Plaintiff, in response, points to the HOD, Section VII (ORDER), paragraphs 1 and 3, as evidence that she is the prevailing party. See Plf. Mot. at 5. She urges the Court to read paragraphs 1 and 3 together, suggesting that the hearing officer's finding that S.M. was denied a FAPE due to inappropriate placement during the 2006–07 school year was a judgment in her favor constituting a “ ‘material alteration in the legal relationship of the parties,’ ” and that the hearing officer's order to the parties to meet to determine appropriate placement for S.M. for the 2008–09 school year constituted judicial relief for the violation. Plf. Reply at 2 (quoting Buckhannon Board & Care Home, Inc. v. West Virginia Dep't of Health and Human Resources, 532 U.S. 598, 604, 121 S.Ct. 1835, 149 L.Ed.2d 855 (2001)).
In determining whether Plaintiff qualifies as a “prevailing party” for purposes of § 1415(i)(3)(B), this Court applies the standard articulated by the U.S. Supreme Court in Buckhannon, 532 U.S. 598, 121 S.Ct. 1835. See Alegria v. District of Columbia, 391 F.3d 262, 263 (D.C.Cir.2004) (“In the absence of clear evidence that Congress intended the IDEA's fee eligibility to be treated differently than other fee-shifting statutes, and specifically, to allow awards of attorneys' fees for private settlements, we hold that appellants fail to overcome the presumption that Buckhannon applies.”); District of Columbia v. Straus, 590 F.3d 898, 901 (D.C.Cir.2010) (affirming denial of attorney fees on ground that petitioner was not “prevailing party” under Buckhannon ). Specifically, courts in this Circuit apply “ ‘a three-part test for determining prevailing-party status: (1) there must be a “court-ordered change in the legal relationship” of the parties; (2) the judgment must be in favor of the party seeking the fees; and (3) the judicial pronouncement must be accompanied by judicial relief.’ ” Straus, 590 F.3d at 901 (quoting Thomas v. National Science Foundation, 330 F.3d 486, 492–93 (D.C.Cir.2003)).
The Court finds, and Defendants do not contest, that Plaintiff succeeded in
obtaining a judgment in her favor on the limited issue of S.M.'s placement during the 2006–07 school year; she has, therefore, at least in part, satisfied prong two. See HOD at 10 (“Petitioner is awarded a finding that DCPS denied Student a FAPE by failing to provide her with an appropriate placement during SY[ ] 2006/07”). Merely obtaining a judgment in her favor is not enough, however, without a court-ordered change in the legal relationship of the parties and an accompanying award of relief, to make Plaintiff a prevailing party.
The HOD makes equally clear, however, that the inappropriateness of S.M.'s placement during the 2006–07 school year was the only claim for which judgment was entered in favor of Plaintiff. Id. (“In all other respects, Petitioner's October 15, 2008 Complaint is DISMISS[ED] ON THE MERITS, and its requests for relief therein are DENIED.”). Plaintiff's suggestion that the HOD implies a judgment in her favor on the question of the appropriateness of S.M.'s placement during the 2008–09 school year is belied by the facts. Plaintiff urges the Court to “ask why would the DCPS be ordered to convene a meeting to determine an appropriate placement if the Student was appropriately placed by Defendants for the SY 2008/09.” Plf. Mot. at 5. But the HOD reveals that it was not DCPS, but rather Plaintiff, who unilaterally placed S.M. in the Private School at the beginning of the 2008–09 school year. It is thus Plaintiff's placement of her daughter that the hearing officer found inappropriate. HOD at 9.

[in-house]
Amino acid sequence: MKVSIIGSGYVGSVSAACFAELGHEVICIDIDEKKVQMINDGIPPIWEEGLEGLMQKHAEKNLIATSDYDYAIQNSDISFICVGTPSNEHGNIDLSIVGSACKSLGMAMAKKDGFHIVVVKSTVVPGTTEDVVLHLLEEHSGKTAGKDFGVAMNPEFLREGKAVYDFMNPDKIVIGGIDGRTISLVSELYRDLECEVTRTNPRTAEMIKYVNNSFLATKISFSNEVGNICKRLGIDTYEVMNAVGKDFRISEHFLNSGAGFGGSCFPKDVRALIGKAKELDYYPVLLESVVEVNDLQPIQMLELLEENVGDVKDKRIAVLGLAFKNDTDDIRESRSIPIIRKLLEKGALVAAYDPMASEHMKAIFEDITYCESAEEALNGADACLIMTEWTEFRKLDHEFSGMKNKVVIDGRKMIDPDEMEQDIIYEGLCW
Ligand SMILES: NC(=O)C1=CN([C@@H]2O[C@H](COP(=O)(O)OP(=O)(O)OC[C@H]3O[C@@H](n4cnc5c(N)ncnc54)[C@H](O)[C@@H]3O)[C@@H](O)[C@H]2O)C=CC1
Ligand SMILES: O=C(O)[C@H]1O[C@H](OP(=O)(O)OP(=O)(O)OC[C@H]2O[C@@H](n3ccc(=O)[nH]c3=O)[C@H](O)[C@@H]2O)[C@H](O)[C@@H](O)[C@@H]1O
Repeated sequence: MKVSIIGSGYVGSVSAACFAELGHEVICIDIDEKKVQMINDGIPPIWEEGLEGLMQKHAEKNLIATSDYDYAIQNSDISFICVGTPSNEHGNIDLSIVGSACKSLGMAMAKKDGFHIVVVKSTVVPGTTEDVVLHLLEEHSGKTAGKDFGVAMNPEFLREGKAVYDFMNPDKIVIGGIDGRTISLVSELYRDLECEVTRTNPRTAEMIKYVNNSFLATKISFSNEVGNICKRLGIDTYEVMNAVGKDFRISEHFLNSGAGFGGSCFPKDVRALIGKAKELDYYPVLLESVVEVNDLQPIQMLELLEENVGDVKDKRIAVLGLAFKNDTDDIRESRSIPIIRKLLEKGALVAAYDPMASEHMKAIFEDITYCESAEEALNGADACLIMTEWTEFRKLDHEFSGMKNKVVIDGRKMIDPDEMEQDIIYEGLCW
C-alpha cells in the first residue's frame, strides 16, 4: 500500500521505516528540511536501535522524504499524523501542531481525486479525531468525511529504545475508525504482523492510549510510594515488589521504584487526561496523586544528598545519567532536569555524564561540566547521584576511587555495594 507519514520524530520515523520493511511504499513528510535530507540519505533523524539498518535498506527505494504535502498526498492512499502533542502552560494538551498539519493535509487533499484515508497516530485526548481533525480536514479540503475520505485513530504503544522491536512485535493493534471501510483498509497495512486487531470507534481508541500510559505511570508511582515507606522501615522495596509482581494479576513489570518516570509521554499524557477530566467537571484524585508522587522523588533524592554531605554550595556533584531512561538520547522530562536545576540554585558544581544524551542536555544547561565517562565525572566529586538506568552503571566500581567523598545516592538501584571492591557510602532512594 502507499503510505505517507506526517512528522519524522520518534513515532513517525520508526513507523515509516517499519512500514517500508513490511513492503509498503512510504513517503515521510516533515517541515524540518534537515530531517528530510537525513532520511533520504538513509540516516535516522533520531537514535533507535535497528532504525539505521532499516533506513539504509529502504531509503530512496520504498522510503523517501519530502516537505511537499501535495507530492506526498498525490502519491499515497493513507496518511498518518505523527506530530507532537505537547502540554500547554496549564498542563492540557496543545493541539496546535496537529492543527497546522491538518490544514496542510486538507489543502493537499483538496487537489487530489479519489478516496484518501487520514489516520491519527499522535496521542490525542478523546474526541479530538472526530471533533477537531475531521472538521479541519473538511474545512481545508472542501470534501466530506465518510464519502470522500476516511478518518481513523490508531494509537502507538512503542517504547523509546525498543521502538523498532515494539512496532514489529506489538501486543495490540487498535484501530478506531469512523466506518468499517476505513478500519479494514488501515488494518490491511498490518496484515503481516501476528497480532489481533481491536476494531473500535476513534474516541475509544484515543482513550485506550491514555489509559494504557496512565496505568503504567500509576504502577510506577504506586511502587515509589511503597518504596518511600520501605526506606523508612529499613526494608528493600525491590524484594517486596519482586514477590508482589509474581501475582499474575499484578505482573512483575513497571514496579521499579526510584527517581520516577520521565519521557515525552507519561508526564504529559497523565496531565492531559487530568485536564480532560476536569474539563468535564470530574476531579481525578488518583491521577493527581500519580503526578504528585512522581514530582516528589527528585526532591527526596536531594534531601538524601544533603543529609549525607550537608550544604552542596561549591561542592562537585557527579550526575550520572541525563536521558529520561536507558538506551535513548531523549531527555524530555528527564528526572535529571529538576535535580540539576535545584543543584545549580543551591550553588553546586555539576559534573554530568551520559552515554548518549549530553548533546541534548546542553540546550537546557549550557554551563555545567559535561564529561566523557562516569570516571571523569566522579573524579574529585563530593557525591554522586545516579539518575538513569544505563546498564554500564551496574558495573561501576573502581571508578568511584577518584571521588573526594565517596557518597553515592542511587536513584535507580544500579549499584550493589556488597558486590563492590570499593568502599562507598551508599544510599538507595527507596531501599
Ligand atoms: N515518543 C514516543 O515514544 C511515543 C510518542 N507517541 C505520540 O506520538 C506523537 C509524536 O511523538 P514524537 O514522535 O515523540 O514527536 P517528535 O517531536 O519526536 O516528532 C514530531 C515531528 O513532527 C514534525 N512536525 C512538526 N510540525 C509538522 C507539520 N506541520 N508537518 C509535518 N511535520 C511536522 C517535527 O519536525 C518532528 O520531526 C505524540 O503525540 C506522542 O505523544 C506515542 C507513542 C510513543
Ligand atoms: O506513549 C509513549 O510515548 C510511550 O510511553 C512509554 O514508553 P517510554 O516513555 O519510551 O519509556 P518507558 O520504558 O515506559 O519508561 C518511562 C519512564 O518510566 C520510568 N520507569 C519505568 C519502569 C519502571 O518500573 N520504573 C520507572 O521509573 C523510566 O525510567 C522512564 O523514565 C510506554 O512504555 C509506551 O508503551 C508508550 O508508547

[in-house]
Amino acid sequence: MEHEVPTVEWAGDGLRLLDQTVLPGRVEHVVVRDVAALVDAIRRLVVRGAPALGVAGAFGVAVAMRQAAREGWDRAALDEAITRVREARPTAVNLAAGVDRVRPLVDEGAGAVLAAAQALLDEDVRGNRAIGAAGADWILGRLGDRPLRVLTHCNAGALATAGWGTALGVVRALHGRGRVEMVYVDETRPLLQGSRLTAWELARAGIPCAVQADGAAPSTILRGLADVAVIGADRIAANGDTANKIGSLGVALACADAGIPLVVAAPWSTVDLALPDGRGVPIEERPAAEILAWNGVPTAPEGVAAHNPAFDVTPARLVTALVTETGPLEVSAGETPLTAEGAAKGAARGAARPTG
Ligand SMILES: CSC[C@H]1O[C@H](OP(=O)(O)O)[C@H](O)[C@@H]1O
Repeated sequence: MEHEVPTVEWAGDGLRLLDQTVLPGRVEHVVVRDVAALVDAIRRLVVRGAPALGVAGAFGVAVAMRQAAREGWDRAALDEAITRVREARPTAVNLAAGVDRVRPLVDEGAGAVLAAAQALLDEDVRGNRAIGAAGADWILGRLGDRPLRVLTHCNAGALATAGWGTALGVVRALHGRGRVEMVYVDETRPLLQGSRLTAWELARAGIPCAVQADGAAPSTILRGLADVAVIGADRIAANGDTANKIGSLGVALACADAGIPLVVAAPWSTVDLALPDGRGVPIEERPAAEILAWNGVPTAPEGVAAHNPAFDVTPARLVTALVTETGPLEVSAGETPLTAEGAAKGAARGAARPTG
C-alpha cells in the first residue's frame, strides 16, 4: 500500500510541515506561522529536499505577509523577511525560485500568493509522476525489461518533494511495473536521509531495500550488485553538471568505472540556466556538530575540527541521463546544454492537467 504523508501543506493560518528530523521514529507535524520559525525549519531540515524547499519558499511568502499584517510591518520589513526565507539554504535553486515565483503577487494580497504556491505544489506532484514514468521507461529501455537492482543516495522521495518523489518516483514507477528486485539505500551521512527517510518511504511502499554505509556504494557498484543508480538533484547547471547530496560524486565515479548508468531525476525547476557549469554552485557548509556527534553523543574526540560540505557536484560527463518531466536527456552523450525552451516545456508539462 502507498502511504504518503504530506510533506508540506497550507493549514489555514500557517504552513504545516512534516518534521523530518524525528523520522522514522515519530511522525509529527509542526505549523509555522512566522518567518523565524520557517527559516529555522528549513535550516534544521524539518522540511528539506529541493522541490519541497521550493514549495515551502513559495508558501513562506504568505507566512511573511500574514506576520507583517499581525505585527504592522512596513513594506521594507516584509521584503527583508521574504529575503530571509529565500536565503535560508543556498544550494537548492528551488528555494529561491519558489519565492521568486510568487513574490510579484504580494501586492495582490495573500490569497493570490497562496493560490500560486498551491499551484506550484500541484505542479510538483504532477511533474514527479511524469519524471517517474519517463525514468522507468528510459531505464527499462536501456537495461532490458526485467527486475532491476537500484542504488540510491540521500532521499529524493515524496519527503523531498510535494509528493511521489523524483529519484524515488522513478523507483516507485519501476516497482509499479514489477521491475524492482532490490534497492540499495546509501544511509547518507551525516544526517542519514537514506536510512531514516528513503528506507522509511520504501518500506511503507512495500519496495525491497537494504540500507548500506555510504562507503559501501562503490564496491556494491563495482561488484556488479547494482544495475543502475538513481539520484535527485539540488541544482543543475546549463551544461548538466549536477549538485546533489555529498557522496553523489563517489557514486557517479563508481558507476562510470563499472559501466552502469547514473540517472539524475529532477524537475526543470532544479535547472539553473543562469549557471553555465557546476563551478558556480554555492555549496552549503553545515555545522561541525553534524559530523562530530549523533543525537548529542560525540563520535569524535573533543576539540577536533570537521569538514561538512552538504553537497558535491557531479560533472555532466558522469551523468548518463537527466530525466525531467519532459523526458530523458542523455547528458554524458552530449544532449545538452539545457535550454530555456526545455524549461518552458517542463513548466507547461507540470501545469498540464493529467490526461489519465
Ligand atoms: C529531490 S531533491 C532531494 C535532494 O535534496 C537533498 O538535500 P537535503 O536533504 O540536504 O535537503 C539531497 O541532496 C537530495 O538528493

The D.C. Circuit has previously held that “a plaintiff is not a ‘prevailing party’ under a fee-shifting statute simply by virtue of having ‘acquired a judicial pronouncement that the defendant has violated the [law] unaccompanied by judicial relief.’ ” Thomas, 330 F.3d at 488 (quoting Buckhannon, 532 U.S. at 606, 121 S.Ct. 1835). Thomas arose from an agreement between the National Science Foundation and Network Solutions, Inc. to collect fees for Internet registration services, but required that 30% of those fees be deposited in a fund for future government use on Internet projects. Id. Plaintiffs, Internet domain name registrants who had paid the fee, sued to enjoin the NSF and NSI from spending any money in the fund and to recover restitution. Id. The court awarded the plaintiffs a preliminary injunction and partial summary judgment on the ground that the fees amounted to an unconstitutional “tax that was neither imposed nor ratified by Congress,” but failed to award any money damages. Id. Before the court was able to render final judgment or issue any specific relief, Congress ratified the registration fee, thereby mooting the claim. Id. The plaintiffs sought attorney fees and costs under the Equal Access to Justice Act, 28 U.S.C. § 2412(d)(1)(A), but the court found, “This type of ‘judicial decree’ is not enough to warrant a fee award.... A declaration must require ‘some action (or cessation of action) by the defendant that the judgment produces—the payment of damages, or specific performance or the termination of some conduct.’ ” Id. at 494 (quoting Hewitt v. Helms, 482 U.S. 755, 761, 107 S.Ct. 2672, 96 L.Ed.2d 654 (1987)).